By 12 June 2018
YANGON – More than 100 Rohingya refugees had a narrow escape in the Bay of Bengal on Monday as their damaged vessel drifted ashore in northern Rakhine State’s Rathedaung Township. Some of those on board said the vessel had been bound for Malaysia, but it remained unclear Tuesday whether their journey had begun in Rakhine or a refugee camp in Bangladesh.
According to a statement from the government’s Information Committee, local authorities were informed in the early hours of Monday that 104 people were sheltering on a stretch of beach between Aung Bala Chaung Wa village and Don Piek village near southern Maungdaw Township. The local officials discovered a 40-ft-long, 20-ft-high boat along with 60 female and 44 male passengers. According to passengers, the hull of the boat cracked as the vessel was buffeted by strong winds. The boat eventually drifted ashore in Rathedaung.
The statement referred to the stranded passengers simply as “Islam believers”, avoiding the terms “Bengali” — the name used by many in Myanmar to refer to Muslims from northern Rakhine State, seeing them as immigrants from neighboring Bangladesh who arrived during British rule — and “Rohingya” (the term used by the community itself).
Authorities transported the refugees in four vehicles to Nga Khu Ya refugee reception camp in northern Maungdaw about 85 km from Don Piek village in Rathedaung Township in order to verify the group’s origins.
U San Thein, a resident of Ahngu Maw village in Rathedaung Township who had been to the site where the boat made land, told The Irrawaddy that authorities initially discovered 65 people, and found the rest later in several groups at different locations. According to him, the group comprised 10 children, 35 men and 56 women — three fewer than the count later provided by officials. Some reportedly said they had been en route to Malaysia for five days, but passengers gave conflicting statements as to the vessel’s point of departure.
Some of them said they had departed from a refugee camp in Bangladesh. About 700,000 Rohingya refugees are currently sheltering in camps there after being driven out by Myanmar military clearance operations against the Arakan Rohingya Salvation Army (ARSA), which staged serial attacks on government security outposts in August 2017.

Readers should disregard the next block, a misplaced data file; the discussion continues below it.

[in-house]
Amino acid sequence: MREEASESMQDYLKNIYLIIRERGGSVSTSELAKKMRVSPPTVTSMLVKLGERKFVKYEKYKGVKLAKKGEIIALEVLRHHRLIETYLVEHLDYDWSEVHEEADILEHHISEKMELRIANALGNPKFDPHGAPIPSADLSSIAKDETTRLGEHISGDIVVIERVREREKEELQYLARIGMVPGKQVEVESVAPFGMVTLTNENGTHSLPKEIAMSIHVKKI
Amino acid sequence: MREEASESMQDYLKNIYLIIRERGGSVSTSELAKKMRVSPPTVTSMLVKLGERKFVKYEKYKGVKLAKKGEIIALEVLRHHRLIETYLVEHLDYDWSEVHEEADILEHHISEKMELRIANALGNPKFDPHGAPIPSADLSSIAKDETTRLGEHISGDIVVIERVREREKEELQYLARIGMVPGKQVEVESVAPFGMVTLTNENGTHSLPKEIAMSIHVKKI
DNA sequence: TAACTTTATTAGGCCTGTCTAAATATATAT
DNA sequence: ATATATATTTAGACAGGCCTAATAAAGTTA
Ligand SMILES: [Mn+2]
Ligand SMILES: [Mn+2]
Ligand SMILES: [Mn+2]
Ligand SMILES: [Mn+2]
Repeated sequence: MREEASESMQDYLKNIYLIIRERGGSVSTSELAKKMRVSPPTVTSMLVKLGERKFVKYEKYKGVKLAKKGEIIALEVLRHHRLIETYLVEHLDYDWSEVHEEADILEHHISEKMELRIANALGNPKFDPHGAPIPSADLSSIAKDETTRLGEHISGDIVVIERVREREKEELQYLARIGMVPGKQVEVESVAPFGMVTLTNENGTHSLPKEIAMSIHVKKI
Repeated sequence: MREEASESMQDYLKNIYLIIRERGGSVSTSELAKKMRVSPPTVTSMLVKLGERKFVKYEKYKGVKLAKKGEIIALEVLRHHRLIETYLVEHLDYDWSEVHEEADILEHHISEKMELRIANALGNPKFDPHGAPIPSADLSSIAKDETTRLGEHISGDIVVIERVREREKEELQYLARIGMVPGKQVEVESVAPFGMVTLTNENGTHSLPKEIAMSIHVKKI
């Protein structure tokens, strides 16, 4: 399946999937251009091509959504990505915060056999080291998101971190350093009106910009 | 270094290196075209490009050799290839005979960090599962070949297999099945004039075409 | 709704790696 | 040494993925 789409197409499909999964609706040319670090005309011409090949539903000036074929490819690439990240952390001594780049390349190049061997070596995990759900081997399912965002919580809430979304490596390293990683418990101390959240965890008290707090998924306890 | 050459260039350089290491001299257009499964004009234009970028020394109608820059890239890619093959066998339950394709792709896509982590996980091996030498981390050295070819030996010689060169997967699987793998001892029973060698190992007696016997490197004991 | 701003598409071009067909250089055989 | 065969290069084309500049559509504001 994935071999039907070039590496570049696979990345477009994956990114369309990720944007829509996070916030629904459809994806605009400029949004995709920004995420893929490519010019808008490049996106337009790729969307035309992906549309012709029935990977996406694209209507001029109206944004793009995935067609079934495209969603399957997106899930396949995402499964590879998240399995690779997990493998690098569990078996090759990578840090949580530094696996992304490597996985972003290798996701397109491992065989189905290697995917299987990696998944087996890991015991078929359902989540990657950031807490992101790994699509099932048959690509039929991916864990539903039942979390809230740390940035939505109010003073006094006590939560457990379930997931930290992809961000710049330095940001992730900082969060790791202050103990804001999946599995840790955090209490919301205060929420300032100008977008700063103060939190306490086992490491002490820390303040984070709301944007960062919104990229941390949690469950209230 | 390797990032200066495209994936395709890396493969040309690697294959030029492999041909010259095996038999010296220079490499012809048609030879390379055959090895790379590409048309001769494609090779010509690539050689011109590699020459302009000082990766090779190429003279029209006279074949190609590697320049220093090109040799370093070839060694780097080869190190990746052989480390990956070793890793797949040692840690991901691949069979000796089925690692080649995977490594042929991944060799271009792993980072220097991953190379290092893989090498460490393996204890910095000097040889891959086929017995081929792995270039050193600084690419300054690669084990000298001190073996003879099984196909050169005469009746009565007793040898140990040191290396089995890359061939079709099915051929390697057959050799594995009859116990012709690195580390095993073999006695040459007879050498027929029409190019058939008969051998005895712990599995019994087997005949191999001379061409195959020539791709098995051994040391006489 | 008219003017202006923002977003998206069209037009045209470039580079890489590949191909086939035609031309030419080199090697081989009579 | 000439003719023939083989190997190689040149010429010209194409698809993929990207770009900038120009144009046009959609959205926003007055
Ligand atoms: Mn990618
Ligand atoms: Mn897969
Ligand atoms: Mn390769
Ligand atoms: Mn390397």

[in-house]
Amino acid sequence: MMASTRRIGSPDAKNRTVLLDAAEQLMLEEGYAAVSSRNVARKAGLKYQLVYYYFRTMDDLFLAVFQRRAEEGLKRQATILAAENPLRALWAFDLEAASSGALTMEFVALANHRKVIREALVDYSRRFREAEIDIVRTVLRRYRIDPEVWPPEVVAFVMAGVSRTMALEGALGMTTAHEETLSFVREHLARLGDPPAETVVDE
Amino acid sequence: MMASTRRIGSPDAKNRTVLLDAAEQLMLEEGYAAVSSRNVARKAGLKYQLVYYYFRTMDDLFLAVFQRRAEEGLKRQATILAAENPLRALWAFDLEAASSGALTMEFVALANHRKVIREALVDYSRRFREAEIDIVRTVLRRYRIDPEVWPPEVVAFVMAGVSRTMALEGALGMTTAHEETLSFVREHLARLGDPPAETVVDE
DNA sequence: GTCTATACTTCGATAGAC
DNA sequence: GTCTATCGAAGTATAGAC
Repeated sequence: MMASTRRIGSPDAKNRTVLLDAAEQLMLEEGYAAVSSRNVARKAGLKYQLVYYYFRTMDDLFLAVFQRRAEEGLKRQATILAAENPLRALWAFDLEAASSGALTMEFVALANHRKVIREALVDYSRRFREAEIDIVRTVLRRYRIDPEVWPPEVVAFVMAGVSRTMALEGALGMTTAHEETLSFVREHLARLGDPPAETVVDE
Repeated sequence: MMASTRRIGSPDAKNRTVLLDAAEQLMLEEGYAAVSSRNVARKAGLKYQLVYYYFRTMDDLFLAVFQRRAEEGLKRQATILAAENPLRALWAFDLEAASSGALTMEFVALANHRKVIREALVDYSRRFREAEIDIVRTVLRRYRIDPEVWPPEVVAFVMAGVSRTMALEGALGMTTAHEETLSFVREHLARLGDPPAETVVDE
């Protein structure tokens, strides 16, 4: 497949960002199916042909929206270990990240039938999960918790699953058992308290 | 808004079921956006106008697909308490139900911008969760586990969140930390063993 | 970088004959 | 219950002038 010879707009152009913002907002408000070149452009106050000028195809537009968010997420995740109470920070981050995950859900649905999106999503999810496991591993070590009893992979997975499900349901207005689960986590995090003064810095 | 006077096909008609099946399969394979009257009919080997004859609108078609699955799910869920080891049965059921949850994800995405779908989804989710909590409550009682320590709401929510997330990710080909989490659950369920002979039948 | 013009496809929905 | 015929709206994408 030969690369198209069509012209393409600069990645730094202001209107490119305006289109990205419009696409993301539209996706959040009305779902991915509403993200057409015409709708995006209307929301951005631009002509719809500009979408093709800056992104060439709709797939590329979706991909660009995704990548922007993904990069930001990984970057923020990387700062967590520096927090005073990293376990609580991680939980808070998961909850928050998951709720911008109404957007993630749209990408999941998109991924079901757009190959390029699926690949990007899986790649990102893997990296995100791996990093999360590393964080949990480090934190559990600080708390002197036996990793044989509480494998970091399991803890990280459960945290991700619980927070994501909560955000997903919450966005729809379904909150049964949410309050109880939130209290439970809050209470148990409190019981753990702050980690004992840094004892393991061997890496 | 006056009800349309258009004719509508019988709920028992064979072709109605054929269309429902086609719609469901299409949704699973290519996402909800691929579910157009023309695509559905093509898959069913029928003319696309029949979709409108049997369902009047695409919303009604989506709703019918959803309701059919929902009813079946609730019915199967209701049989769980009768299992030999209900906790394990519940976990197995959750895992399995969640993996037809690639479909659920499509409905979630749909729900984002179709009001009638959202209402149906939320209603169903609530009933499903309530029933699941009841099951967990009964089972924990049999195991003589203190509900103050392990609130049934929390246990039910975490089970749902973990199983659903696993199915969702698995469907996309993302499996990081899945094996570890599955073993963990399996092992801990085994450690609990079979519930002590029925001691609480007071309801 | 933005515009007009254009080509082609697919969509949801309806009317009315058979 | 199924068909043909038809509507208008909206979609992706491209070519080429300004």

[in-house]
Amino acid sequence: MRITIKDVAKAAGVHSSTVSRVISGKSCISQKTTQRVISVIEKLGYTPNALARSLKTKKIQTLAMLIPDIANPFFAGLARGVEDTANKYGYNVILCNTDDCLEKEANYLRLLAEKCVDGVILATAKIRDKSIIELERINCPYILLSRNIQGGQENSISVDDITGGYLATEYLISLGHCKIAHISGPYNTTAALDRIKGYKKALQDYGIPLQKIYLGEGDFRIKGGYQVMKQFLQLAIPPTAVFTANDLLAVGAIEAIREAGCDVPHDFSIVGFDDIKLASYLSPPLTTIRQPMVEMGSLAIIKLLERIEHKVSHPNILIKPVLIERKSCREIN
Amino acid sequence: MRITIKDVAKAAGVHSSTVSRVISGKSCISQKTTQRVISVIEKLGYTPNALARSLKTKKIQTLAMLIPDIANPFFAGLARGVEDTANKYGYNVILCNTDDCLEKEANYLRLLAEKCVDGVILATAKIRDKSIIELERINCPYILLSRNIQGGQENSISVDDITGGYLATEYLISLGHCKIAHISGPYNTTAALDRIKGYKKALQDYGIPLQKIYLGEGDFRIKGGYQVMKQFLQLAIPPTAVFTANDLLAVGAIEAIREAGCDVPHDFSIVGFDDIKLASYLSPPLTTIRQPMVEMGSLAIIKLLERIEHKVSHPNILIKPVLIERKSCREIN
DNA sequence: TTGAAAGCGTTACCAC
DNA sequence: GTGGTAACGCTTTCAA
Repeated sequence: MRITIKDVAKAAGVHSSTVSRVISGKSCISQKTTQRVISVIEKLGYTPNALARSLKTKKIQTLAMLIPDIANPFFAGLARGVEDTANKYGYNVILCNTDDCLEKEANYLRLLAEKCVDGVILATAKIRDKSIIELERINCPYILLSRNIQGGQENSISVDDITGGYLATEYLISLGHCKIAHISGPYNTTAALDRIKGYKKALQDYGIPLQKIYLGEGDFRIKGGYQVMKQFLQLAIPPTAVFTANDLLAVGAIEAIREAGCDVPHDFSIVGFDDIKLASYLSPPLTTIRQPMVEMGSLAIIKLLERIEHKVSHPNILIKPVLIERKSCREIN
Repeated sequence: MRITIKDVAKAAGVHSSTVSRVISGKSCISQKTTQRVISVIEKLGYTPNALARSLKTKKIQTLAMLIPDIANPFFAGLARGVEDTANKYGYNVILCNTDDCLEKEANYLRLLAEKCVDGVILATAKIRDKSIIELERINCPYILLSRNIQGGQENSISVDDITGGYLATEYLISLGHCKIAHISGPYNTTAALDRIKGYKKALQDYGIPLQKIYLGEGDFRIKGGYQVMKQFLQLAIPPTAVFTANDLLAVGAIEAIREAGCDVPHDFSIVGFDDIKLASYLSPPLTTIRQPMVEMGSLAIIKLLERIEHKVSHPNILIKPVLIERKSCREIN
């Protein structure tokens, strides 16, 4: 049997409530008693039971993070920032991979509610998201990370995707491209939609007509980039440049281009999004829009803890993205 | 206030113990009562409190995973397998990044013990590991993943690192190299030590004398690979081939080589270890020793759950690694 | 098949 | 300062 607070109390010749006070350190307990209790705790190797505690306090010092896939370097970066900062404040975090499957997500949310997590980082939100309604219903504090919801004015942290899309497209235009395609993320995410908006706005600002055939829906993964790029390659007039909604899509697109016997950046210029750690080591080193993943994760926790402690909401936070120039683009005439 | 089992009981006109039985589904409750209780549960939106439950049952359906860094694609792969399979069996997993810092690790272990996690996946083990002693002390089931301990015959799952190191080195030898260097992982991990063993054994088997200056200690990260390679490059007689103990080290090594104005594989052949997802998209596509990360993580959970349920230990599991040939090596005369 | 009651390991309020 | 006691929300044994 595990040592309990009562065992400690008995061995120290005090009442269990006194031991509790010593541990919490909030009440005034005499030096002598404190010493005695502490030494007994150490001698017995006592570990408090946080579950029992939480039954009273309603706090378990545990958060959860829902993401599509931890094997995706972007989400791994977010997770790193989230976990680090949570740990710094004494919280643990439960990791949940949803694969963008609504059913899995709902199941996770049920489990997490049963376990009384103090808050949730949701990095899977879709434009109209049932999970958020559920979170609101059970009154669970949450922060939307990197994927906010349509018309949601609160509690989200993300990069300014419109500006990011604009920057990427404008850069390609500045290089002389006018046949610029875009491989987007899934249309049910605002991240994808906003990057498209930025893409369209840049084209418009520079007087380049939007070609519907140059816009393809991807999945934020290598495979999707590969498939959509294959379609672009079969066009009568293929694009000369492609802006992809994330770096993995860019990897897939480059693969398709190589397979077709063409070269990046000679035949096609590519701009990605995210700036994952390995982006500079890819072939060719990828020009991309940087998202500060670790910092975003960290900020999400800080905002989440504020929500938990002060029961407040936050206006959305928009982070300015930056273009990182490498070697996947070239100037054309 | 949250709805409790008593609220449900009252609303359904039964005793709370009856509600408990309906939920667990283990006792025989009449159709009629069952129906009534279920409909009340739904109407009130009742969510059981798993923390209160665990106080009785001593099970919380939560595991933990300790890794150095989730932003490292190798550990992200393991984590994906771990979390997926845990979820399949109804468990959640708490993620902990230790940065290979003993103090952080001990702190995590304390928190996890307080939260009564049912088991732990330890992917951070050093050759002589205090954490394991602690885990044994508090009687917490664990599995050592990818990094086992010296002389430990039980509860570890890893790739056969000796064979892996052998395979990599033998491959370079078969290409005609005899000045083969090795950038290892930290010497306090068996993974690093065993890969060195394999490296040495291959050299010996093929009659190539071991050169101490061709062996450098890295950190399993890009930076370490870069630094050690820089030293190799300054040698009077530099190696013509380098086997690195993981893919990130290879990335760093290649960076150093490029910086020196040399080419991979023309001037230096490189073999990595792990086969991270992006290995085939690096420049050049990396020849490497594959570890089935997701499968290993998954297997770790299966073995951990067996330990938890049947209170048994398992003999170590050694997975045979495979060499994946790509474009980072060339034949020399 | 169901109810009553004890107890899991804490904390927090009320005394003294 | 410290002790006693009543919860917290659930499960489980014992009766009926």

As their account could not be verified, it remains unclear whether all of the passengers left from the same location in Bangladesh, or if in fact they are all from Rathedaung and were attempting to leave the strife-torn zone for a fresh start in another country. Travel by Rohingya Muslims is heavily restricted both in and outside Rakhine. Rohingya are occasionally arrested by police for attempting to travel to Yangon without the necessary documents from the Immigration Department.
According to the Information Committee’s statement, in May 2015 authorities located and assisted 228 Bangladeshi boat people in southern Maungdaw before transferring them to the custody of Bangladeshi authorities. That same month, authorities discovered 743 boat people in Irrawaddy Division’s Pyar Pon Township. After identifying them as Bangladeshi nationals with the help of the Bangladesh Embassy, it repatriated them through official channels.
U Ko Ko Thaw, an immigration official in northern Maungdaw’s Taungpyo sub-township who is leading the process of registering displaced people, declined to answer specific questions when contacted via telephone by The Irrawaddy, saying the case is being handled by officials at the Nga Khu Ya reception camp.
Myanmar and Bangladesh signed a refugee reparation agreement in November 2017 but as of Tuesday not a single refugee had been transferred to Maungdaw reception camp through official channels. A small number of people have attempted to return from the Bangladesh camps to the Maungdaw border without authorization, leading to the arrest of 62 returnees by local authorities. Of these, President U Myint Myint has pardoned 58 and four have had the charges against them dropped. This group was sent to the refugee reception camp for registration. A few days after their return, about 10 of them fled the camp. Authorities believe they returned to their place of origin.
To accelerate the return of refugees from Bangladesh, the Myanmar government recently signed a Memorandum of Understanding with two UN agencies, the United Nations Development Program (UNDP) and the Office of the United Nations High Commissioner for Refugees (UNHCR). The MoU concluded a negotiation process that began in February. Moreover, the government last week announced plans to establish a credible investigation team including one high-profile international member and two Myanmar nationals to look into alleged human rights violations in northern Rakhine State linked to both ARSA and members of the security forces.